Did David Sin When He Ate The Tabernacle Showbread?

Yes, he did.

The Gospels record the account of the Pharisees castigating Jesus' disciples for eating from the grain fields on the Sabbath day (Matthew 12:1-8; Mark 2:23-28; Luke 6:1-5). In response to the Pharisees' unjust accusation, Jesus sites the historical account of David eating the showbread - an act only lawful for the priests in 1 Samuel 21:1-6. Some people have misconstrued this passage to teach that Jesus was upholding "Situation Ethics" and that David actually did not sin on this occasion. Such, however, is not the case.

  1. Under the law of Moses, the showbread was only reserved for the priests (Matthew 12:3,4; Leviticus 24:5-9) [NOTE: We need to recognize once again the principle of authority. If you read Leviticus 24:5-9 very carefully, it states that "it shall be for Aaron and his sons, and they shall eat it in a holy place." Notice that it does not say "for Aaron and his sons only". The principle of "scriptural authority" does not require such. Even Jesus recognized this principle of authority. Those in the denominational world and some congregations of the Lord's church need to take heed to this principle.]
  2. One must understand the historical/cultural context. The Pharisees had added many man-made traditions to the Law of Moses (Matthew 15:8-9). They especially liked to make up their own requirements pertaining to the Sabbath. The idea of threshing wheat on the Sabbath being a violation of the Sabbath was the doctrine of the Pharisees and not the Law of Moses.
  3. Jesus refers to the historical incident of David in 1 Samuel 21 to point out the Pharisees' inconsistency. The Pharisees placed David on a very high moral pedestal and were less likely to condemn David for his sinful act recorded in 1 Samuel 21 (David clearly violated Leviticus 24:5-9). Yet, the Pharisees were quick to unrighteously condemn Jesus' disciples who had done nothing wrong!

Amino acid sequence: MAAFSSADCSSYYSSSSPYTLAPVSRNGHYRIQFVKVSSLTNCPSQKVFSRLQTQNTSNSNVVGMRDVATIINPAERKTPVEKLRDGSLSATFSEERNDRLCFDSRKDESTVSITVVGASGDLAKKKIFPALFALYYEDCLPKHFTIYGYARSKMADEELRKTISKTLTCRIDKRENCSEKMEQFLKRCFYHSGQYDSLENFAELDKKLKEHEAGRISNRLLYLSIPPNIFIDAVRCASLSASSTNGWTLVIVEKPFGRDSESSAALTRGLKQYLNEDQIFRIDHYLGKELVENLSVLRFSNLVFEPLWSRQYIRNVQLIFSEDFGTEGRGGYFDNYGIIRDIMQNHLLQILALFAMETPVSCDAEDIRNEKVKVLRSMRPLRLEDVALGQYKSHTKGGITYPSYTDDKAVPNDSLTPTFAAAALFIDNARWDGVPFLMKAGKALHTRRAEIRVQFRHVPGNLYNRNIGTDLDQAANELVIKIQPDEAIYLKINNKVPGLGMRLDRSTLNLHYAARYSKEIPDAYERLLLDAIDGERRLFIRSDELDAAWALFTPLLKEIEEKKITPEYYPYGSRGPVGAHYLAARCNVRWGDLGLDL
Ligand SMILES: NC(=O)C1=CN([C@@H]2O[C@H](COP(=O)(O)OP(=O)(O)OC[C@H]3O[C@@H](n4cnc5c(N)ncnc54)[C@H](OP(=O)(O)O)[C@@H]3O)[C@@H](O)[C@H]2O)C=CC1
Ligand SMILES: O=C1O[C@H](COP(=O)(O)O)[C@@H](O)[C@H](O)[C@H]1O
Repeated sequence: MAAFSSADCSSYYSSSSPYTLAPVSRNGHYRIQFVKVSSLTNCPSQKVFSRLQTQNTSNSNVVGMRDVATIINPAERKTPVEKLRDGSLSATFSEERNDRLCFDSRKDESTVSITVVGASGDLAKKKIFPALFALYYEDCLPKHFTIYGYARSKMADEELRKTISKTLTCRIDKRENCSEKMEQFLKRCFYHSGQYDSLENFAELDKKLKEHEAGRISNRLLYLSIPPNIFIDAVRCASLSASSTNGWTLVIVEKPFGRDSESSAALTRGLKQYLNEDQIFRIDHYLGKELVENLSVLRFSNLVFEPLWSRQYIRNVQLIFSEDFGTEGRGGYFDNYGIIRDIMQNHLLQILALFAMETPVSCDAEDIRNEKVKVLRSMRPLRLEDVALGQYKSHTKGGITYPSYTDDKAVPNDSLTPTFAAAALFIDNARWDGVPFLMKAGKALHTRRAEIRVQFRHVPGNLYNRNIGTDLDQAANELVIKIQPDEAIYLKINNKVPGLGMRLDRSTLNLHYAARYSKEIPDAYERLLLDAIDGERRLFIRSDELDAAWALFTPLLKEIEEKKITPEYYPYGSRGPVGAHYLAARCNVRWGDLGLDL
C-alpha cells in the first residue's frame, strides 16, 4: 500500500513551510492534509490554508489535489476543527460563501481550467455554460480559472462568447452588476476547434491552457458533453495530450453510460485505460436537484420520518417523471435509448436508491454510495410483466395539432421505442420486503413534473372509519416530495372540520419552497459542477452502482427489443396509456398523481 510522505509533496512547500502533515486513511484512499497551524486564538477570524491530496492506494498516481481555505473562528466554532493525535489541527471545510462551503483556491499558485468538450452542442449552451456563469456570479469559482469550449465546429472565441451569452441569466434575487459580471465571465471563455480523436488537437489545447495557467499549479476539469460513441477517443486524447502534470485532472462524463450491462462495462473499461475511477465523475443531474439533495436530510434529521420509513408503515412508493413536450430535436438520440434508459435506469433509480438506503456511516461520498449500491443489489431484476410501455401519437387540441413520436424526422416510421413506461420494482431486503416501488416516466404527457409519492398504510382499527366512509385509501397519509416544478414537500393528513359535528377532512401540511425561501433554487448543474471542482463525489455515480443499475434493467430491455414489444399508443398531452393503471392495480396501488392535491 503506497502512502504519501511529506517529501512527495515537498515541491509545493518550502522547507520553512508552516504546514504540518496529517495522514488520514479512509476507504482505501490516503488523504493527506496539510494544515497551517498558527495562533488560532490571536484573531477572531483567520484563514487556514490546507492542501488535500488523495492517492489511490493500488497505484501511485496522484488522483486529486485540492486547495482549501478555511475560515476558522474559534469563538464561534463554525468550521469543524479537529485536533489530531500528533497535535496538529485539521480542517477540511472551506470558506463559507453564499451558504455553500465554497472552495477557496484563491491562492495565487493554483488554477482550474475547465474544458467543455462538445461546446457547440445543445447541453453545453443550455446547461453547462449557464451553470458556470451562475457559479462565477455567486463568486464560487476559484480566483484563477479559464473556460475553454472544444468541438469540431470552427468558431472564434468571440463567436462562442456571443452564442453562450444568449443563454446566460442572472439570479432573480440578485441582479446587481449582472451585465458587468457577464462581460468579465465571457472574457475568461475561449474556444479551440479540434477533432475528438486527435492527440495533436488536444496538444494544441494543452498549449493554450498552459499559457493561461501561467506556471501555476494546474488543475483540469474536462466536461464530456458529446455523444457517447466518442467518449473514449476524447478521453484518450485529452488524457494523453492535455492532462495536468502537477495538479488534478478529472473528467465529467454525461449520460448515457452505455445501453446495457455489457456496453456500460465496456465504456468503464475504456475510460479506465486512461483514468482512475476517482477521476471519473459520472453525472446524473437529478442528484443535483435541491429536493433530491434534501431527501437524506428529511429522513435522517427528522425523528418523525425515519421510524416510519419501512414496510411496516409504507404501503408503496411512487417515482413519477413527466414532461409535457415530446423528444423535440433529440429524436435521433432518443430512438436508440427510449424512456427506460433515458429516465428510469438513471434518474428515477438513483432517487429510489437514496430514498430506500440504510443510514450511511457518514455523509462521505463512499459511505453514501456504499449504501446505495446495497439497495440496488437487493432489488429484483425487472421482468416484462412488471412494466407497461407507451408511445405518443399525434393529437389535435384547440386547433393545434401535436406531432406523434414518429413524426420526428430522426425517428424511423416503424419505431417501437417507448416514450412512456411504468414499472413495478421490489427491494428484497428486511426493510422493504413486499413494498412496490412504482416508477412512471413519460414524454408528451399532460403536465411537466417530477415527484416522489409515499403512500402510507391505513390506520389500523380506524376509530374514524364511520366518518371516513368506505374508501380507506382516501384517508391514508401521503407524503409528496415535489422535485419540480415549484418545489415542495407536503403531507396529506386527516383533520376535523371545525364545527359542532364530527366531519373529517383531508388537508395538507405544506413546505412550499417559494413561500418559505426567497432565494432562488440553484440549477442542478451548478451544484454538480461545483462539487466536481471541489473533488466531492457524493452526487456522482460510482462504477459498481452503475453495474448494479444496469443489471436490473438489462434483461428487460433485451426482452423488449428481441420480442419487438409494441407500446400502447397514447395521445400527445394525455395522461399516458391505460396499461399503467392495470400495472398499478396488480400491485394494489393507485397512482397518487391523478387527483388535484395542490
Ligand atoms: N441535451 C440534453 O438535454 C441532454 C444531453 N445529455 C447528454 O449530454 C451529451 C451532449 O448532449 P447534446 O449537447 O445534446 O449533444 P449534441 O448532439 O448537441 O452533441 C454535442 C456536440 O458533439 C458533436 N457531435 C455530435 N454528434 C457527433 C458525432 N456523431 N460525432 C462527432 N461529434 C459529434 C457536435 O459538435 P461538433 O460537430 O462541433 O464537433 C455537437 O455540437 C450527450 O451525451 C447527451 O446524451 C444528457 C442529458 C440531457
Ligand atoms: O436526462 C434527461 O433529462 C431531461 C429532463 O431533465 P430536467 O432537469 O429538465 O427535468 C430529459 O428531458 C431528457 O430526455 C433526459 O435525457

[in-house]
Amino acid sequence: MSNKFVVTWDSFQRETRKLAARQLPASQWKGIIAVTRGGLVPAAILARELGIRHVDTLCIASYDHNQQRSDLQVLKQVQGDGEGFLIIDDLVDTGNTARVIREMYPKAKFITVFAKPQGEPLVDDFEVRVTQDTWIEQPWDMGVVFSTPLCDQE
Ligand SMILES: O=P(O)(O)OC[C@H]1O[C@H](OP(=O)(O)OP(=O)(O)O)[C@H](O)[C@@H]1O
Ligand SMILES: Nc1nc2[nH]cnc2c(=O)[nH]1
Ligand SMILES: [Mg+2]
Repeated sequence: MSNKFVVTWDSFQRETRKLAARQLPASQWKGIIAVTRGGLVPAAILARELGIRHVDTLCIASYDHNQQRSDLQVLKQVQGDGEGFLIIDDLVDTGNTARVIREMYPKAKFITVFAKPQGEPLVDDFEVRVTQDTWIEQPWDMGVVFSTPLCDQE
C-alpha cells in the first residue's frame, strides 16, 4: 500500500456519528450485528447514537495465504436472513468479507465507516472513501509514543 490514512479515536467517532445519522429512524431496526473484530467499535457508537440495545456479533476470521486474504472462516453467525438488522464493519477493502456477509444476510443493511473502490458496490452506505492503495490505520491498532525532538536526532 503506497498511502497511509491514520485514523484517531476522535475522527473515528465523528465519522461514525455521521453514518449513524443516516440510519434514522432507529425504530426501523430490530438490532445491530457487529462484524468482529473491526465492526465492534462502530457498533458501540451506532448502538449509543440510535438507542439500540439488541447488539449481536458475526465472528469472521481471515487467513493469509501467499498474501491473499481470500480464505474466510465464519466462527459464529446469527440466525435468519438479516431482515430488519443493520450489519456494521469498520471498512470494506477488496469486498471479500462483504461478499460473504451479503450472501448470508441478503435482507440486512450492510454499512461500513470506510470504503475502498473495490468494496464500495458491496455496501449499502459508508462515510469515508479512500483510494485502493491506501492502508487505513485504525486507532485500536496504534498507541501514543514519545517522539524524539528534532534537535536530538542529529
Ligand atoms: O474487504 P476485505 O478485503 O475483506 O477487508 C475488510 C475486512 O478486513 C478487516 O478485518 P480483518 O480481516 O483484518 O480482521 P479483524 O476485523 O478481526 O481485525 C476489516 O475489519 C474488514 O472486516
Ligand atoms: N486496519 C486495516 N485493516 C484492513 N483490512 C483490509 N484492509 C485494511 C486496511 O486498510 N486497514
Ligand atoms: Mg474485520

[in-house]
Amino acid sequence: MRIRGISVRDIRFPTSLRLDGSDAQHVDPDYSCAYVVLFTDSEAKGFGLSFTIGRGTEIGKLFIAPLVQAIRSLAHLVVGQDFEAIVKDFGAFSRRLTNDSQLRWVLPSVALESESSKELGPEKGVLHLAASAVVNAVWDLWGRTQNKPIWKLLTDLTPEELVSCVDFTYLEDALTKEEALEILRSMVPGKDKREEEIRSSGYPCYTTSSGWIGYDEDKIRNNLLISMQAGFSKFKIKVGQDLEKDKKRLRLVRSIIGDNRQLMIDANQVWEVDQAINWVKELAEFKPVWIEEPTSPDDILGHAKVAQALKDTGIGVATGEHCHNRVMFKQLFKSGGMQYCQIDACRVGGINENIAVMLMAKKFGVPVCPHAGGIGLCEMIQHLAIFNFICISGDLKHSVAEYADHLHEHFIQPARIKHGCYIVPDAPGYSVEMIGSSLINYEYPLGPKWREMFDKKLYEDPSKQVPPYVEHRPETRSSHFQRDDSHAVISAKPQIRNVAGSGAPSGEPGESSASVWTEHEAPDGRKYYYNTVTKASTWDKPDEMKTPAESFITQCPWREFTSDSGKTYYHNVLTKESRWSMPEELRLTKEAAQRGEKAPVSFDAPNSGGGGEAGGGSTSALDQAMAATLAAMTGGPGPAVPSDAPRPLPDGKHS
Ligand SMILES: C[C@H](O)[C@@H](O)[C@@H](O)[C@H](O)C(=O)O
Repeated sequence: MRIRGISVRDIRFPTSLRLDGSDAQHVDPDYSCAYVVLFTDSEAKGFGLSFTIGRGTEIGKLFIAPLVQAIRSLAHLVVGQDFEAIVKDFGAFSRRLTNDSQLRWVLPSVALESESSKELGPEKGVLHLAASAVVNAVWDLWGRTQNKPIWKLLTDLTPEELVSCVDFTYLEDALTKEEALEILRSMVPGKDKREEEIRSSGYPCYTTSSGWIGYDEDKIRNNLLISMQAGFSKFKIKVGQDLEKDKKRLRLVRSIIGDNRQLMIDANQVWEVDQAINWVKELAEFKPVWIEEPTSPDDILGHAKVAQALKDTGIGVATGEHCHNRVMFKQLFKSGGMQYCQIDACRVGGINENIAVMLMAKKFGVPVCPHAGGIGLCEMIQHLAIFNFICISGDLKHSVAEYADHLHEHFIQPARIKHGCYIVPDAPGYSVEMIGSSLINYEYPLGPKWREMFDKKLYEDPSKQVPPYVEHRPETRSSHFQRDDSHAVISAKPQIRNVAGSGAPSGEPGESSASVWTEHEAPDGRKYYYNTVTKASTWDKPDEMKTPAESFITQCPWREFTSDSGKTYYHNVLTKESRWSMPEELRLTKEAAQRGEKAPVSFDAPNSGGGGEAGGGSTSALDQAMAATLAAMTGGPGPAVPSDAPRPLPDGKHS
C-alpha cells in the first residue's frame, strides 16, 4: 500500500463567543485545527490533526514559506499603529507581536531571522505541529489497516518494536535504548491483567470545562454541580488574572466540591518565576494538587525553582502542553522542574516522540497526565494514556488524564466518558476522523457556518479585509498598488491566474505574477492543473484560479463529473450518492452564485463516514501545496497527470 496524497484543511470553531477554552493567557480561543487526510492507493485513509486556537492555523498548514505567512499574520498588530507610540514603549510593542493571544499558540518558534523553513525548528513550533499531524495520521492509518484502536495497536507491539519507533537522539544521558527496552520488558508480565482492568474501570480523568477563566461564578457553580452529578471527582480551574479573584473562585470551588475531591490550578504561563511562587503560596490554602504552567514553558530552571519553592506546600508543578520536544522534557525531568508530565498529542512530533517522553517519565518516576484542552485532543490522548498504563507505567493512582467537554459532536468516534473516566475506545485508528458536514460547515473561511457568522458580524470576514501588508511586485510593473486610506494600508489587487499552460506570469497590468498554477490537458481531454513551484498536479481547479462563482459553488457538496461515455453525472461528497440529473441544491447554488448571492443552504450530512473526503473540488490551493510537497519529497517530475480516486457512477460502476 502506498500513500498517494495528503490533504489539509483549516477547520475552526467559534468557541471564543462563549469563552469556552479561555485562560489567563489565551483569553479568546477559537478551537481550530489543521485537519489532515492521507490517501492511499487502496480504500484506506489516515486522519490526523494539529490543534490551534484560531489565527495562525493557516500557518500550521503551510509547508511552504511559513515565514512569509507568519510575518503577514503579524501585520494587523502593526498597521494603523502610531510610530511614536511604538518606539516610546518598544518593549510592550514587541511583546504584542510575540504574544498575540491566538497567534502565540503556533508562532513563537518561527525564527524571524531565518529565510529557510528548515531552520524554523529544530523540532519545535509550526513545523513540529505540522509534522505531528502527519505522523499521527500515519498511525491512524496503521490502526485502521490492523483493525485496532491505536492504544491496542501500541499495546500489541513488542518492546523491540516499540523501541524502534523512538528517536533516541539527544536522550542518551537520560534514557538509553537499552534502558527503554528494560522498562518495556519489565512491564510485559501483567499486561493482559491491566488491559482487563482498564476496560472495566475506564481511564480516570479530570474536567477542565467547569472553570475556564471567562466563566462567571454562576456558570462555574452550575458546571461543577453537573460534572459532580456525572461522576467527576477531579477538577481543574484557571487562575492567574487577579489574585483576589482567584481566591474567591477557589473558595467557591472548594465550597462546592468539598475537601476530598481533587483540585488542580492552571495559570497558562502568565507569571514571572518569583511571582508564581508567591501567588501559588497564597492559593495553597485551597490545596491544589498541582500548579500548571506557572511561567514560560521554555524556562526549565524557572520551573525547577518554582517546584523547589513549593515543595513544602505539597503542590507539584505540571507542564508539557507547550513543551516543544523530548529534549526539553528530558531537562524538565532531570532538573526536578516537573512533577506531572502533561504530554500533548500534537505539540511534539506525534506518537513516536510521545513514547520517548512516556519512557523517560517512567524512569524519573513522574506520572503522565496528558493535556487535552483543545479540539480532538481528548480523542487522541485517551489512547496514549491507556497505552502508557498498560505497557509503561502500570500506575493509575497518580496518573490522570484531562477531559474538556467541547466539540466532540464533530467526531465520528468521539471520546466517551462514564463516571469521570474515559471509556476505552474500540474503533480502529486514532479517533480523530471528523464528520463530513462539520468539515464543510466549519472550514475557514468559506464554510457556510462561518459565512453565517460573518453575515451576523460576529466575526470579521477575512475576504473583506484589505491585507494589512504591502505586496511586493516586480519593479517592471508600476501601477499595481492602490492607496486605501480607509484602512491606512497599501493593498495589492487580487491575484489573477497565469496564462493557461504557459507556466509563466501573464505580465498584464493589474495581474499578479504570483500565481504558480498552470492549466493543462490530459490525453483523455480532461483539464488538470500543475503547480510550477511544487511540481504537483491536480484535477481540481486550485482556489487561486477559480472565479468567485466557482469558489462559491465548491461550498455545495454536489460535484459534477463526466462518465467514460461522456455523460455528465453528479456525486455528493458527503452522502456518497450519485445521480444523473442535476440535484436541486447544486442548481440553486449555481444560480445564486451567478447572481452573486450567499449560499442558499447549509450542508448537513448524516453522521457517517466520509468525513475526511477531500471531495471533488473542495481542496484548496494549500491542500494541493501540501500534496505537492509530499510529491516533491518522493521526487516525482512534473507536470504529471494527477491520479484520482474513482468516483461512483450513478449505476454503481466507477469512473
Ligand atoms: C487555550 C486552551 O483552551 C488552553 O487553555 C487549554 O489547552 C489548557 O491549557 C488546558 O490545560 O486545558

4. Jesus posed a second question (Matthew 12:5) to further expose the inconsistencies of the Pharisees by mentioning that the priests were very busy working on the Sabbath day because they had many duties to complete (such as the changing of the showbread on the Sabbath, Leviticus 24:8; the associated duties of animal sacrifices on the Sabbath; and other priestly duties). Therefore, according to the Pharisees' flawed, hypocritical judgement, the Pharisees should have viewed their priests as "profaning" the Sabbath by "working" these works on the Sabbath (when in fact, the priests were not violating the Sabbath because God authorized some work to be completed on the Sabbath by the priests).



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